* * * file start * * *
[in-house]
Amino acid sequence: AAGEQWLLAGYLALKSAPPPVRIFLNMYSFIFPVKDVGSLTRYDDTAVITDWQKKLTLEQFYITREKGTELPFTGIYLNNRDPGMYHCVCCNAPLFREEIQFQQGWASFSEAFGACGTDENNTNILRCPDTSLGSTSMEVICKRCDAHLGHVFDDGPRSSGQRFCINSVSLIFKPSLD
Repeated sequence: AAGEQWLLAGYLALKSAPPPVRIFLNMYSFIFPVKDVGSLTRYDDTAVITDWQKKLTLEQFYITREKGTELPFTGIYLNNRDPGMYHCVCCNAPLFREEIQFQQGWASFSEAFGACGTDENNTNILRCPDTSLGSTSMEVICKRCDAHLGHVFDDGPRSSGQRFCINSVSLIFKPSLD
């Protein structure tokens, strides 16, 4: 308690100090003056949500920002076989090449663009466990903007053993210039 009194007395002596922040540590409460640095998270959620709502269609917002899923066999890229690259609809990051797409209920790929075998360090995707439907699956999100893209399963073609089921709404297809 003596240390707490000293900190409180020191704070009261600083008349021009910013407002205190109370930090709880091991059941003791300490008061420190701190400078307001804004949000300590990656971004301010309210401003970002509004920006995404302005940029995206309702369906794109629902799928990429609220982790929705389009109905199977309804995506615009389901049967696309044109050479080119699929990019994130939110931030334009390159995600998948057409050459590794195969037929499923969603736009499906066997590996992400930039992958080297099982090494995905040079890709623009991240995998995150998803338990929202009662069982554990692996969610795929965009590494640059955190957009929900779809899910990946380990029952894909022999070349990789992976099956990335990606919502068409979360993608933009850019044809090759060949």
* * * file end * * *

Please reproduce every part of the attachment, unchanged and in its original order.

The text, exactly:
[in-house]
Amino acid sequence: AAGEQWLLAGYLALKSAPPPVRIFLNMYSFIFPVKDVGSLTRYDDTAVITDWQKKLTLEQFYITREKGTELPFTGIYLNNRDPGMYHCVCCNAPLFREEIQFQQGWASFSEAFGACGTDENNTNILRCPDTSLGSTSMEVICKRCDAHLGHVFDDGPRSSGQRFCINSVSLIFKPSLD
Repeated sequence: AAGEQWLLAGYLALKSAPPPVRIFLNMYSFIFPVKDVGSLTRYDDTAVITDWQKKLTLEQFYITREKGTELPFTGIYLNNRDPGMYHCVCCNAPLFREEIQFQQGWASFSEAFGACGTDENNTNILRCPDTSLGSTSMEVICKRCDAHLGHVFDDGPRSSGQRFCINSVSLIFKPSLD
């Protein structure tokens, strides 16, 4: 308690100090003056949500920002076989090449663009466990903007053993210039 009194007395002596922040540590409460640095998270959620709502269609917002899923066999890229690259609809990051797409209920790929075998360090995707439907699956999100893209399963073609089921709404297809 003596240390707490000293900190409180020191704070009261600083008349021009910013407002205190109370930090709880091991059941003791300490008061420190701190400078307001804004949000300590990656971004301010309210401003970002509004920006995404302005940029995206309702369906794109629902799928990429609220982790929705389009109905199977309804995506615009389901049967696309044109050479080119699929990019994130939110931030334009390159995600998948057409050459590794195969037929499923969603736009499906066997590996992400930039992958080297099982090494995905040079890709623009991240995998995150998803338990929202009662069982554990692996969610795929965009590494640059955190957009929900779809899910990946380990029952894909022999070349990789992976099956990335990606919502068409979360993608933009850019044809090759060949």